His Plays

Euripides first competed in the famous Athenian dramatic festival (the Dionysia) in 455 BC, one year after the death of Aeschylus. He came in third. It was not until 441 BC that he won first place, and over the course of his lifetime, Euripides claimed a mere four victories.

He was a frequent target of Aristophanes' humor. He appears as a character in The Acharnians, Thesmophoriazousae, and most memorably in The Frogs, where Dionysus travels to Hades to bring Euripides back from the dead. After a competition of poetry, Dionysus opts to bring Aeschylus instead.

Euripides' final competition in Athens was in 408 BC. Although there is a story that he left Athens embittered because of his defeats, there is no real evidence to support it. He died in 406 BC, probably in Athens or nearby, and not in Macedon, as some biographers repeatedly state. The Bacchae was performed after his death in 405 BC.

When compared with Aeschylus, who won thirteen times, and Sophocles, with eighteen victories, Euripides was the least honored, though not necessarily the least popular, of the three - at least in his lifetime.

Later, in the 4th century BC, the dramas of Euripides became more popular than those of Aeschylus and Sophocles. His works influenced New Comedy and Roman drama, and were later idolized by the French classicists; his influence on drama reaches modern times.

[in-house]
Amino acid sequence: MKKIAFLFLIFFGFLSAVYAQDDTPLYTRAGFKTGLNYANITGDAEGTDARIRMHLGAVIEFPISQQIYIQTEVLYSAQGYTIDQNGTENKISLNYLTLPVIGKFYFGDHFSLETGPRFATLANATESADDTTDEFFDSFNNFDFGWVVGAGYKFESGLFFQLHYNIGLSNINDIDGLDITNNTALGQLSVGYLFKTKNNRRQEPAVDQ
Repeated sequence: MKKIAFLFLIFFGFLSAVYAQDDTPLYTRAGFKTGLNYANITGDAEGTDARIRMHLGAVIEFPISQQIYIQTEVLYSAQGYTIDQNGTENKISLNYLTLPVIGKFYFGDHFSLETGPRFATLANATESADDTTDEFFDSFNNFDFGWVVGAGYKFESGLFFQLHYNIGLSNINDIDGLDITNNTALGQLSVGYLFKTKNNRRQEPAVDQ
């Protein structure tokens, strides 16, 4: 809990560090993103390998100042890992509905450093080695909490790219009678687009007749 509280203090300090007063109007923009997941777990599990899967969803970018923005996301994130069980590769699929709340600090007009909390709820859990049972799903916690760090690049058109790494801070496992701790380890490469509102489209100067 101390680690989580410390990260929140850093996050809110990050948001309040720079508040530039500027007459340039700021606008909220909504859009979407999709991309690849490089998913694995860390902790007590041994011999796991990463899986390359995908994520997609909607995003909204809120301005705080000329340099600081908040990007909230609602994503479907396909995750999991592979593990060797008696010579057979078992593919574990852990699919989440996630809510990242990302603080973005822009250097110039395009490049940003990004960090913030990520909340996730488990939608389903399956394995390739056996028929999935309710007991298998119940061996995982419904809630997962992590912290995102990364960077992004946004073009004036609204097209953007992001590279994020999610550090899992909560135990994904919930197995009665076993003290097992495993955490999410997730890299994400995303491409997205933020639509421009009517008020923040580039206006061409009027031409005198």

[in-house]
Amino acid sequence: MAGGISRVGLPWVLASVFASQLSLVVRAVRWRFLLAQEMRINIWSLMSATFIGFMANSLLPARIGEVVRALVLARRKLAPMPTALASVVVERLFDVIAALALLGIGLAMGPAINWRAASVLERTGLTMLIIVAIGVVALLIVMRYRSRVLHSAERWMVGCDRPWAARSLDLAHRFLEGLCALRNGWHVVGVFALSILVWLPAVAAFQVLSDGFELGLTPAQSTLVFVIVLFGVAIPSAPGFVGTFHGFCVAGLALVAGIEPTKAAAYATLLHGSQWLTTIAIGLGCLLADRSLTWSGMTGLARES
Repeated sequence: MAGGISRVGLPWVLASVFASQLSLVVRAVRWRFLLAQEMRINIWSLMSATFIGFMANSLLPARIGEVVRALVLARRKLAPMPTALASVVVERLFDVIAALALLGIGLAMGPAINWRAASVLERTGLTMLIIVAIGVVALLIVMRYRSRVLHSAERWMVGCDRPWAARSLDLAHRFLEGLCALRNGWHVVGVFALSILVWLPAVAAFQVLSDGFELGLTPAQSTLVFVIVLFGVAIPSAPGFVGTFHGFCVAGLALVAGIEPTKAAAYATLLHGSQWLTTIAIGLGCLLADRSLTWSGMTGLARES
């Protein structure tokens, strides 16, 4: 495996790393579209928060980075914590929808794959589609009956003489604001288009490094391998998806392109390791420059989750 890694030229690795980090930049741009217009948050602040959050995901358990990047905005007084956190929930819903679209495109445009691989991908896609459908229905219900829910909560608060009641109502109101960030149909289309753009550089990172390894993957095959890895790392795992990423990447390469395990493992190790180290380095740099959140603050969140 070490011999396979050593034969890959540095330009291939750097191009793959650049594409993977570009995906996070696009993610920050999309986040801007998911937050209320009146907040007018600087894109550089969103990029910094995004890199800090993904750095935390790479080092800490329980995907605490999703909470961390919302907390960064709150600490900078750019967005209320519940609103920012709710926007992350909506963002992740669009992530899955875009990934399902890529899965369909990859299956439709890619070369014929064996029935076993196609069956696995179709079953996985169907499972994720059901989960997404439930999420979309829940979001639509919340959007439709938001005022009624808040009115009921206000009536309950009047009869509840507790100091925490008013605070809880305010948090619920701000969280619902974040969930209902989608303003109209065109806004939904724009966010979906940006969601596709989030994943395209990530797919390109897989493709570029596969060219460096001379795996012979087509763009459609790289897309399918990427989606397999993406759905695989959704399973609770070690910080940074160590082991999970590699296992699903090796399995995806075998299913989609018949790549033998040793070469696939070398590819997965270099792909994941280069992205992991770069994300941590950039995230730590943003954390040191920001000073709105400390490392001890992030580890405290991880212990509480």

Euripides' greatest works are considered to be Alcestis, Medea, Electra and The Bacchae.

Classicists at Oxford University are, as of June 2005, employing infrared technology - previously used for satellite imaging - to detect previously unknown material by Euripides in fragments of the Oxyrhynchus papyri, a collection of ancient manuscripts held by the university.

List of Plays

Alcestis - written 438 B.C.E

Andromache - written 428-24

The Bacchantes - written 410 B.C.E

The Cyclops - written ca. 408 B.C.E

Electra - written 420-410 B.C.E

Hecuba - written 424 B.C.E

Helen - written 412 B.C.E

Heracleidae - written ca. 429 B.C.E

Heracles - written 421-416 B.C.E

Hippolytus - written 428 B.C.E

Ion - written 414-412 B.C.E

Iphigenia At Aulis - written 410 B.C.E

Iphegenia in Tauris - written 414-412 B.C.E

Medea - written 431 B.C.E

Orestes - written 408 B.C.E

The Phoenissae - written 411-409 B.C.E

Rhesus - written 450 B.C.E

The Suppliants - written 422 B.C.E

The Trojan Women - written 415 B.C.E


Slight not what is near though aiming at what is far.-- Euripides (480-406 BC) Greek Playwright


The beauty of the soul shines out when a man bears with composure one heavy mischance after another, not because he does not feel them, but because he is a man of high and heroic temper. – Aristotle